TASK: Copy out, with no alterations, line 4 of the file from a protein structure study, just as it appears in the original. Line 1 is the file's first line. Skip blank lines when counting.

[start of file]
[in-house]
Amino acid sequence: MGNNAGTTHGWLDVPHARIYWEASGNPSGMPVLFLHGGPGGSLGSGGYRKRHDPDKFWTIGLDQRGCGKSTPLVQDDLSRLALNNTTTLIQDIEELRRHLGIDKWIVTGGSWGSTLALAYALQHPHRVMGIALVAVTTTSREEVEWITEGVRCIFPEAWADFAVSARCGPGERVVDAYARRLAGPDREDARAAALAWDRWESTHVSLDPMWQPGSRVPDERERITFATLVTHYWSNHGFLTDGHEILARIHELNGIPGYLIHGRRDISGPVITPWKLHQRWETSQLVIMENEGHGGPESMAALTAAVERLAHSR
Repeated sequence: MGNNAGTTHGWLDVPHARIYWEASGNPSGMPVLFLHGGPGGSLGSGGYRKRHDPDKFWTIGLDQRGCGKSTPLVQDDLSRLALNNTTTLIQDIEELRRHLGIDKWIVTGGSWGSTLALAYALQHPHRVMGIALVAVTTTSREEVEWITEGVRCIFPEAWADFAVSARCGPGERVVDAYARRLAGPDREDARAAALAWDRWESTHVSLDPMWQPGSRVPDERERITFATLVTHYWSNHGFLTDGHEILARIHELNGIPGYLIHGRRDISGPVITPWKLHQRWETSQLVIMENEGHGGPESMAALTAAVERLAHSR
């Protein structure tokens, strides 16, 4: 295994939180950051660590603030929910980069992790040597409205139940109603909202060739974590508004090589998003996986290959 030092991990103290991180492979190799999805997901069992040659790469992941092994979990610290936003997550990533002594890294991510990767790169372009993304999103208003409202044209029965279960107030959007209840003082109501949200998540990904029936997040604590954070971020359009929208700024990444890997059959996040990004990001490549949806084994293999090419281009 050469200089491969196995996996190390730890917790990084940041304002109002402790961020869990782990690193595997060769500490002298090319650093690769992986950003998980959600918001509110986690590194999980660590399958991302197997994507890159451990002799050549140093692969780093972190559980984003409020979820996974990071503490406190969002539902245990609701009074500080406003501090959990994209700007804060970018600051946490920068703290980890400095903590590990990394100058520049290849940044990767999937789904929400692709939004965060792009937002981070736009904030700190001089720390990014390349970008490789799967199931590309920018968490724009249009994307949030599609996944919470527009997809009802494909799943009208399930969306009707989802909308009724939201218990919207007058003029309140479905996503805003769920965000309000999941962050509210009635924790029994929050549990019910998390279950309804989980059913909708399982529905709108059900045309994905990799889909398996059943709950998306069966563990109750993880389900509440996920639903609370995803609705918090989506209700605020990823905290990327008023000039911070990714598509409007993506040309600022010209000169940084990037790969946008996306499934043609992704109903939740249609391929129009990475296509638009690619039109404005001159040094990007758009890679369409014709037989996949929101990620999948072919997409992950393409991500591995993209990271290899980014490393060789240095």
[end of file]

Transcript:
């Protein structure tokens, strides 16, 4: 295994939180950051660590603030929910980069992790040597409205139940109603909202060739974590508004090589998003996986290959 030092991990103290991180492979190799999805997901069992040659790469992941092994979990610290936003997550990533002594890294991510990767790169372009993304999103208003409202044209029965279960107030959007209840003082109501949200998540990904029936997040604590954070971020359009929208700024990444890997059959996040990004990001490549949806084994293999090419281009 050469200089491969196995996996190390730890917790990084940041304002109002402790961020869990782990690193595997060769500490002298090319650093690769992986950003998980959600918001509110986690590194999980660590399958991302197997994507890159451990002799050549140093692969780093972190559980984003409020979820996974990071503490406190969002539902245990609701009074500080406003501090959990994209700007804060970018600051946490920068703290980890400095903590590990990394100058520049290849940044990767999937789904929400692709939004965060792009937002981070736009904030700190001089720390990014390349970008490789799967199931590309920018968490724009249009994307949030599609996944919470527009997809009802494909799943009208399930969306009707989802909308009724939201218990919207007058003029309140479905996503805003769920965000309000999941962050509210009635924790029994929050549990019910998390279950309804989980059913909708399982529905709108059900045309994905990799889909398996059943709950998306069966563990109750993880389900509440996920639903609370995803609705918090989506209700605020990823905290990327008023000039911070990714598509409007993506040309600022010209000169940084990037790969946008996306499934043609992704109903939740249609391929129009990475296509638009690619039109404005001159040094990007758009890679369409014709037989996949929101990620999948072919997409992950393409991500591995993209990271290899980014490393060789240095």